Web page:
The Political Science of Acid Rain

by Dan Morse, Assistant Editor; Civil Engineering Magazine, ASCE World Headquarters, 345 East 47th Street, New York City, NY.,


Serial Information: Civil Engineering—ASCE, 1988, Vol. 58, Issue 8, Pg. 53-56


Document Type: Feature article

Abstract: Emission control engineers must understand the politics and science of acid rain. Current research indicates that acid rain can be connected with lake acidification. But it can not be connected with tree damage, a notion held by most of the public. Other pollutants, most notably ozone, are probably more responsible for deforestation in the United States and Germany. Because acid rain has become a political subject, it is often hard to understand the current evidence of its damage. If the U.S. Congress decides to control emissions, they will probably attack both sulfur oxide and nitrogen oxide emissions. For pollution control engineers, this means scrubbers and clean coal technologies to control sulfur, and selective catalytic reduction and low NOx burners.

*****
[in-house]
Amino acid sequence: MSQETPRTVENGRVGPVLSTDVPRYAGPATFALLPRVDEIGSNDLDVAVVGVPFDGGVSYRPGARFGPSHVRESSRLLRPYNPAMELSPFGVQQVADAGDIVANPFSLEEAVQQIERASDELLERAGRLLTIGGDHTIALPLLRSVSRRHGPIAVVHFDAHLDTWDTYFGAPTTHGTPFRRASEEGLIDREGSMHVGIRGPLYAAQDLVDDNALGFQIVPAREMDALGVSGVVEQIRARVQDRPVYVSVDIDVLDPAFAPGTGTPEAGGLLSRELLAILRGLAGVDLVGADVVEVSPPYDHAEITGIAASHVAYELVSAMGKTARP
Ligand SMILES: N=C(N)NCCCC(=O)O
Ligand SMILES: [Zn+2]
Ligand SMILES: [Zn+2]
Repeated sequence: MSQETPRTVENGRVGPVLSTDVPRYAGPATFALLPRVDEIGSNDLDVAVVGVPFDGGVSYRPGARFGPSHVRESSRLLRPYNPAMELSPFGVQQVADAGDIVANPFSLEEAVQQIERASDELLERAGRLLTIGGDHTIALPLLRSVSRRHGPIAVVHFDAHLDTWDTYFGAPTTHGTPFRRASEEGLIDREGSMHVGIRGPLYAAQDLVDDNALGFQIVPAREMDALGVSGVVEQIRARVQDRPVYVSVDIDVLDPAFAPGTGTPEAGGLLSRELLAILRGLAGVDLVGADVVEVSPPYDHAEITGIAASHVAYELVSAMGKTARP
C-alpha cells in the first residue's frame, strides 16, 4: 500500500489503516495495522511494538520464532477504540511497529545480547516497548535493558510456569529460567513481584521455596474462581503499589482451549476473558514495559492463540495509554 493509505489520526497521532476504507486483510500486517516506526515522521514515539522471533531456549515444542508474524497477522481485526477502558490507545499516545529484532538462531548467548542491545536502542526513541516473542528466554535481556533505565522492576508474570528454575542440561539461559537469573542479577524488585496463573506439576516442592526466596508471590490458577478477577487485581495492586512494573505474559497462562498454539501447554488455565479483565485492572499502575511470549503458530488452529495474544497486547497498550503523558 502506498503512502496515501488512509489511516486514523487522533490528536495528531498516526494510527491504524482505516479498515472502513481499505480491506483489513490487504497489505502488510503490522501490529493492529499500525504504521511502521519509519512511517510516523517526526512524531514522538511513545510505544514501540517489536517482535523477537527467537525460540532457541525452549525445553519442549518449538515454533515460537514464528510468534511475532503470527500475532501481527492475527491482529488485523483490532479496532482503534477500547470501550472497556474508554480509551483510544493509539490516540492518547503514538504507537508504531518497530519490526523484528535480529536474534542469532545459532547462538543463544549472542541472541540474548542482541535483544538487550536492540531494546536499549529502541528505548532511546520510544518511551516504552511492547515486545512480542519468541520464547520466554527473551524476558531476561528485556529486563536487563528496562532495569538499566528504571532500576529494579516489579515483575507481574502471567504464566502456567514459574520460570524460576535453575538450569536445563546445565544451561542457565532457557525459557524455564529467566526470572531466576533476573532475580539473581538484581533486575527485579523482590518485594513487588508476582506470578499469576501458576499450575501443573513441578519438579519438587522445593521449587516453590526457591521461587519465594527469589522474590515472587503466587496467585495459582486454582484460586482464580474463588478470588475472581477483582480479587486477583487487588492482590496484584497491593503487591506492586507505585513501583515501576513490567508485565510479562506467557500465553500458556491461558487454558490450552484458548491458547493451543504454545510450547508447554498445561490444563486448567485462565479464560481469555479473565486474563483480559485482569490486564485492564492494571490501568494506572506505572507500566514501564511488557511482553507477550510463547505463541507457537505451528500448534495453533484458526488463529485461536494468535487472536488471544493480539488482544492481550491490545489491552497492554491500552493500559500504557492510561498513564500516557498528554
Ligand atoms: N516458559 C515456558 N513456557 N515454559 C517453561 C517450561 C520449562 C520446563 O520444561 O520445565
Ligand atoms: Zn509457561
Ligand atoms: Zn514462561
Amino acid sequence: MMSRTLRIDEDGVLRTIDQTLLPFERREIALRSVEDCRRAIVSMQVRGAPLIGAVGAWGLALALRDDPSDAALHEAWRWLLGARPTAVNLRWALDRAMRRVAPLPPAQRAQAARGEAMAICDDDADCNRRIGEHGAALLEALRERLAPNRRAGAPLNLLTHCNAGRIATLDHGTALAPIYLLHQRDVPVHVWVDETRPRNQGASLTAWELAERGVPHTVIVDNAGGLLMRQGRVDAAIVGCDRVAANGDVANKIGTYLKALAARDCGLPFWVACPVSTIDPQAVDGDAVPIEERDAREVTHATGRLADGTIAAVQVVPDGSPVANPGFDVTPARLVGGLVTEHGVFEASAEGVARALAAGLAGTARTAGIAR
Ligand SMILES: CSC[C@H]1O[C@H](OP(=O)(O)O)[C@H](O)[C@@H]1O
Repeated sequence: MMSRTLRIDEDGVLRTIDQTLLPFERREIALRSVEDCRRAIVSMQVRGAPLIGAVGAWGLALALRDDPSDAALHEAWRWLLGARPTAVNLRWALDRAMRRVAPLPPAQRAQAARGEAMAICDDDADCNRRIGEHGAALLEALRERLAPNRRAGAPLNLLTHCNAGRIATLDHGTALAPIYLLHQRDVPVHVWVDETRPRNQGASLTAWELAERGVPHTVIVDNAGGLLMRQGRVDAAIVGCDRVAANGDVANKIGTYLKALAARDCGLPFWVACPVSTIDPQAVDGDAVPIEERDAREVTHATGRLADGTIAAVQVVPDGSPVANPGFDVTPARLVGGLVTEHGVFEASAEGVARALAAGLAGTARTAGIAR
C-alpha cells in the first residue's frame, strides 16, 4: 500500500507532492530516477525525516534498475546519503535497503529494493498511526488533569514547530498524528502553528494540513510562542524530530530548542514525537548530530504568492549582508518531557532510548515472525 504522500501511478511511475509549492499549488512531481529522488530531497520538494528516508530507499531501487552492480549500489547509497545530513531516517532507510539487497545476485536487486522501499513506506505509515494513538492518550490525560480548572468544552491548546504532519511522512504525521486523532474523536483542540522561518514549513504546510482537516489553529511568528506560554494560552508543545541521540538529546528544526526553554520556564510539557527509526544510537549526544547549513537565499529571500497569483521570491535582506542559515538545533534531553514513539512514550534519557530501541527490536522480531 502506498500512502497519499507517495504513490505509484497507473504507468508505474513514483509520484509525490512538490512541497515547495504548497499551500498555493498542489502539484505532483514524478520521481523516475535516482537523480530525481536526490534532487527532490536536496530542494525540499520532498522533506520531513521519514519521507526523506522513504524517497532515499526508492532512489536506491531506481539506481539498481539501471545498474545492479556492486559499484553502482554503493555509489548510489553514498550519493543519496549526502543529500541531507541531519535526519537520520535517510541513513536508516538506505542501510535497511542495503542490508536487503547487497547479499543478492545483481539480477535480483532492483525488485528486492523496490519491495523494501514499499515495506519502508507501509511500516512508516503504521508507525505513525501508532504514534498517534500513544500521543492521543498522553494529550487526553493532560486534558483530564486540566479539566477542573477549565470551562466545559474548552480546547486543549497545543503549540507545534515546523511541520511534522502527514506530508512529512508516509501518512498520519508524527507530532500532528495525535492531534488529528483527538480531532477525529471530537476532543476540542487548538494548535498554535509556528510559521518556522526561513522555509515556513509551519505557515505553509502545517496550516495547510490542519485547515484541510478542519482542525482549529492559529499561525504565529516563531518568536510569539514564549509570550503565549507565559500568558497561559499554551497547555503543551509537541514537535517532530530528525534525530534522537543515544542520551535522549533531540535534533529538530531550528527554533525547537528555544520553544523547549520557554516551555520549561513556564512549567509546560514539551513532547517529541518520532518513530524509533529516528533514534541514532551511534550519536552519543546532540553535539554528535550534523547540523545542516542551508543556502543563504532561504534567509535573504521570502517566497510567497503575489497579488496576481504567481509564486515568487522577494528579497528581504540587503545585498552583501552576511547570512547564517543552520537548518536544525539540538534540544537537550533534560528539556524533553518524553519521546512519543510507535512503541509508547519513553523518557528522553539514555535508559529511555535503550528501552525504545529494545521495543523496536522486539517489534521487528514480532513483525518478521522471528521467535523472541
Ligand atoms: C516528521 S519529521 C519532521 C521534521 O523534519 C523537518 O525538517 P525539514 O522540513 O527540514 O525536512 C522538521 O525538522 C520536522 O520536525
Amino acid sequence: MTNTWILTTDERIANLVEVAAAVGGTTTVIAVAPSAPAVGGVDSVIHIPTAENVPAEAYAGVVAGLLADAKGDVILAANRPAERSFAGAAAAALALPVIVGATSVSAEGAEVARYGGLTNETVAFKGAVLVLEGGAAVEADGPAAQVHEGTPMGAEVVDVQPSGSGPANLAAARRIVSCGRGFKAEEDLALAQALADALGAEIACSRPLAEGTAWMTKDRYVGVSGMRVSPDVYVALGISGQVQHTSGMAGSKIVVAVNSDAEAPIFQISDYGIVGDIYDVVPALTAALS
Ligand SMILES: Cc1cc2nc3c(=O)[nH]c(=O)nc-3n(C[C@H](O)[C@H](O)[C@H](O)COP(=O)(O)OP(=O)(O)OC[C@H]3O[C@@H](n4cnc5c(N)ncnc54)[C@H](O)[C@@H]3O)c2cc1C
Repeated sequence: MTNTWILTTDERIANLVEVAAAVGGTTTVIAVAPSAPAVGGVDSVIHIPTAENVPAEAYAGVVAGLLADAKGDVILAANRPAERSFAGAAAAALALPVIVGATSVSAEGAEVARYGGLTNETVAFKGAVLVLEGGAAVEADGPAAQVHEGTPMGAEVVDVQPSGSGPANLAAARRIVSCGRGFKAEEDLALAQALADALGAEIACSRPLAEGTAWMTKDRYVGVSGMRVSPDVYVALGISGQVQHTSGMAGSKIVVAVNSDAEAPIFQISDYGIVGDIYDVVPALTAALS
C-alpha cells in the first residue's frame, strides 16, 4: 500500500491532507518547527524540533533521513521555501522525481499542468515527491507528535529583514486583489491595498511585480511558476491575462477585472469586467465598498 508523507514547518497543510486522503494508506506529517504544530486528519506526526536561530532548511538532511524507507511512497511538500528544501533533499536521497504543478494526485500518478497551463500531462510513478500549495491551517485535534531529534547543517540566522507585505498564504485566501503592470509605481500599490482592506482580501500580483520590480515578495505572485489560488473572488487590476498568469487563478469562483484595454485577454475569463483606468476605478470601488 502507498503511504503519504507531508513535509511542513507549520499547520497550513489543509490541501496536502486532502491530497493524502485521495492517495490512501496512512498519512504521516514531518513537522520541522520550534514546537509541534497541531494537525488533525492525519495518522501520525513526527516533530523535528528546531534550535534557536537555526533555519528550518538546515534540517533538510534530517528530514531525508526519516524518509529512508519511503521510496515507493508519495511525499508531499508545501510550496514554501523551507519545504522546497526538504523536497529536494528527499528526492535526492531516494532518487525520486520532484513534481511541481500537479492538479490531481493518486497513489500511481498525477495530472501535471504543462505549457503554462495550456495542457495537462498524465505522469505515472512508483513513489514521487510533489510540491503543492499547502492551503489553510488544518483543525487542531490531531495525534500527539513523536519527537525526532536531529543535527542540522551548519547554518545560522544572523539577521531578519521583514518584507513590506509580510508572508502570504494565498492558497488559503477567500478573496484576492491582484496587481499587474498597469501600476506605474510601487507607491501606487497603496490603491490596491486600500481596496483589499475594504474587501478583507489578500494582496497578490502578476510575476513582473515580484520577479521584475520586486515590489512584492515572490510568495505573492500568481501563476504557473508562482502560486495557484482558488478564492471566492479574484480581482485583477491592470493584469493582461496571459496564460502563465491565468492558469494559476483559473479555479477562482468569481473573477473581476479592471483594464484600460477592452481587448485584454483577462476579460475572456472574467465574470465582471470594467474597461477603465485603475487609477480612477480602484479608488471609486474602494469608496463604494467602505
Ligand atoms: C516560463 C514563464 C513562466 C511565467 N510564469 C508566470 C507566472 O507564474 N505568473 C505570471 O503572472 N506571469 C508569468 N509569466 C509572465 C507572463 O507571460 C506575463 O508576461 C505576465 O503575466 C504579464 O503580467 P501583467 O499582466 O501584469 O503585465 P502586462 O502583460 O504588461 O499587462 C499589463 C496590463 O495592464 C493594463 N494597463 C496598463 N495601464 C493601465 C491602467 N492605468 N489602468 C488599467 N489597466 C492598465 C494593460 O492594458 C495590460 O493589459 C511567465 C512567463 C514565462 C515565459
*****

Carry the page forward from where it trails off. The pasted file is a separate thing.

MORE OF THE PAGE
Subject Headings: Acid rain | Emissions | Environmental issues | Nitrogen | Political factors | Regulations | Sulfur dioxide

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